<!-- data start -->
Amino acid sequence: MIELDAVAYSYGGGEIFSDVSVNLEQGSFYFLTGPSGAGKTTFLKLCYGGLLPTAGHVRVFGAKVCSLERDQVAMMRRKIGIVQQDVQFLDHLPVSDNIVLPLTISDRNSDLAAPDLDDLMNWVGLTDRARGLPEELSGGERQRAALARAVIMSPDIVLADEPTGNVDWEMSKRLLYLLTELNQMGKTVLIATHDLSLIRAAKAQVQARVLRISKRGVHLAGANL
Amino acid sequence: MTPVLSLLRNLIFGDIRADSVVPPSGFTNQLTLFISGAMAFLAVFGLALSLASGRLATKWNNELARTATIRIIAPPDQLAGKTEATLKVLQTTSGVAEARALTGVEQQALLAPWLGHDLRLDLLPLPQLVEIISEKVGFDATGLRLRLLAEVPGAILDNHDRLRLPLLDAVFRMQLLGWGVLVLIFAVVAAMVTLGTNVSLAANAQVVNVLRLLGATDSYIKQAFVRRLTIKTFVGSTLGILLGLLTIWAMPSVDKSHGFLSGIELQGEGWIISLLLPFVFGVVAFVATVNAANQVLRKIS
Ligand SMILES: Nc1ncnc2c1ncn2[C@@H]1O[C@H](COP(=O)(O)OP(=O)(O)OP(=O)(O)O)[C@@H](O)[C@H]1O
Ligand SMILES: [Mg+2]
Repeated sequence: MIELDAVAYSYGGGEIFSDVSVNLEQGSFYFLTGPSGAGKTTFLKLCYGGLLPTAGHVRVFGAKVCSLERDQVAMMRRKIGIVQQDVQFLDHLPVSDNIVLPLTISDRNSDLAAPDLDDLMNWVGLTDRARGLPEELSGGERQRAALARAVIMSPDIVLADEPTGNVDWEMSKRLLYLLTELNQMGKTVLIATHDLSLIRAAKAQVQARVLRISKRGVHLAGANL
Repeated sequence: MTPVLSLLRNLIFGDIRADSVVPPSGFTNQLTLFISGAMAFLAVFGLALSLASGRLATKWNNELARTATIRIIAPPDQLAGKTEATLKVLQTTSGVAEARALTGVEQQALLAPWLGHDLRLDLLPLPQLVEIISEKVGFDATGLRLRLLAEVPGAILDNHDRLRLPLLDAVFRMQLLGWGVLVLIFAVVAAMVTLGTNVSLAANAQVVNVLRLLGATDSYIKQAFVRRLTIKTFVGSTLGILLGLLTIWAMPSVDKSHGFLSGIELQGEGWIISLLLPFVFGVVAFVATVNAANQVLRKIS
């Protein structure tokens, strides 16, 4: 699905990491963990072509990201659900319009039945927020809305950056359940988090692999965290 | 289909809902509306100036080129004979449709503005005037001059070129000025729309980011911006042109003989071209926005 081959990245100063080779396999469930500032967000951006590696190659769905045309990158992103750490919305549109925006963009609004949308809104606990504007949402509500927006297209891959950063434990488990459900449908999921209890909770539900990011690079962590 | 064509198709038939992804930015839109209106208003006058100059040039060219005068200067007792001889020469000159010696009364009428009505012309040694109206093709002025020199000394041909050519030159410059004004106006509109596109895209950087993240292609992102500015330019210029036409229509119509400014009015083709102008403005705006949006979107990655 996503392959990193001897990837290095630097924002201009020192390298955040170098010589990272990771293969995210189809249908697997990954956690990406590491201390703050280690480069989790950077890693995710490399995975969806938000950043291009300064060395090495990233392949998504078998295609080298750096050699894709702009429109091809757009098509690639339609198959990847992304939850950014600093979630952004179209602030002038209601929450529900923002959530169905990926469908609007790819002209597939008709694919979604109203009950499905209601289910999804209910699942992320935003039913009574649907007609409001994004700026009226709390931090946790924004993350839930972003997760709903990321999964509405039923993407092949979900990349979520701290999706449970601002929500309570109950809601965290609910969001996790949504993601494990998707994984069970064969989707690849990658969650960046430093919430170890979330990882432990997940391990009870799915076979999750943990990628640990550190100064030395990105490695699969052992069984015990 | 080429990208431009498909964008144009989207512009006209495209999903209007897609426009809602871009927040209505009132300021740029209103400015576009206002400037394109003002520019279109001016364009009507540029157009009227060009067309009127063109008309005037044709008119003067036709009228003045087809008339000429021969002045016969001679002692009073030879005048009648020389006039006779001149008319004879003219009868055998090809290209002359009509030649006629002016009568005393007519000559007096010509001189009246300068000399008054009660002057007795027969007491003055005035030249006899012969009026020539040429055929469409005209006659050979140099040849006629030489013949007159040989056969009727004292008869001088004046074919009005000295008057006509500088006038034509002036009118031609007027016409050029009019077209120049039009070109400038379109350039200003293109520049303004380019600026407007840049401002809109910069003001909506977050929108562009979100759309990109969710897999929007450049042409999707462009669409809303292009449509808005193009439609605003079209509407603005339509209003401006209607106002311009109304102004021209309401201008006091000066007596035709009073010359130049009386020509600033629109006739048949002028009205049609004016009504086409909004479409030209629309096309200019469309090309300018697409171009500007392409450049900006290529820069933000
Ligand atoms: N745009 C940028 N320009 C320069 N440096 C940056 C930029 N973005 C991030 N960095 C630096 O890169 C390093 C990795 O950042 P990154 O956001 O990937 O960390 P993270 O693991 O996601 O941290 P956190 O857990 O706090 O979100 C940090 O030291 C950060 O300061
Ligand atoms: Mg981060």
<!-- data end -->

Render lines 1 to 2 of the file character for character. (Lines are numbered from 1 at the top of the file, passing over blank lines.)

Amino acid sequence: MIELDAVAYSYGGGEIFSDVSVNLEQGSFYFLTGPSGAGKTTFLKLCYGGLLPTAGHVRVFGAKVCSLERDQVAMMRRKIGIVQQDVQFLDHLPVSDNIVLPLTISDRNSDLAAPDLDDLMNWVGLTDRARGLPEELSGGERQRAALARAVIMSPDIVLADEPTGNVDWEMSKRLLYLLTELNQMGKTVLIATHDLSLIRAAKAQVQARVLRISKRGVHLAGANL
Amino acid sequence: MTPVLSLLRNLIFGDIRADSVVPPSGFTNQLTLFISGAMAFLAVFGLALSLASGRLATKWNNELARTATIRIIAPPDQLAGKTEATLKVLQTTSGVAEARALTGVEQQALLAPWLGHDLRLDLLPLPQLVEIISEKVGFDATGLRLRLLAEVPGAILDNHDRLRLPLLDAVFRMQLLGWGVLVLIFAVVAAMVTLGTNVSLAANAQVVNVLRLLGATDSYIKQAFVRRLTIKTFVGSTLGILLGLLTIWAMPSVDKSHGFLSGIELQGEGWIISLLLPFVFGVVAFVATVNAANQVLRKIS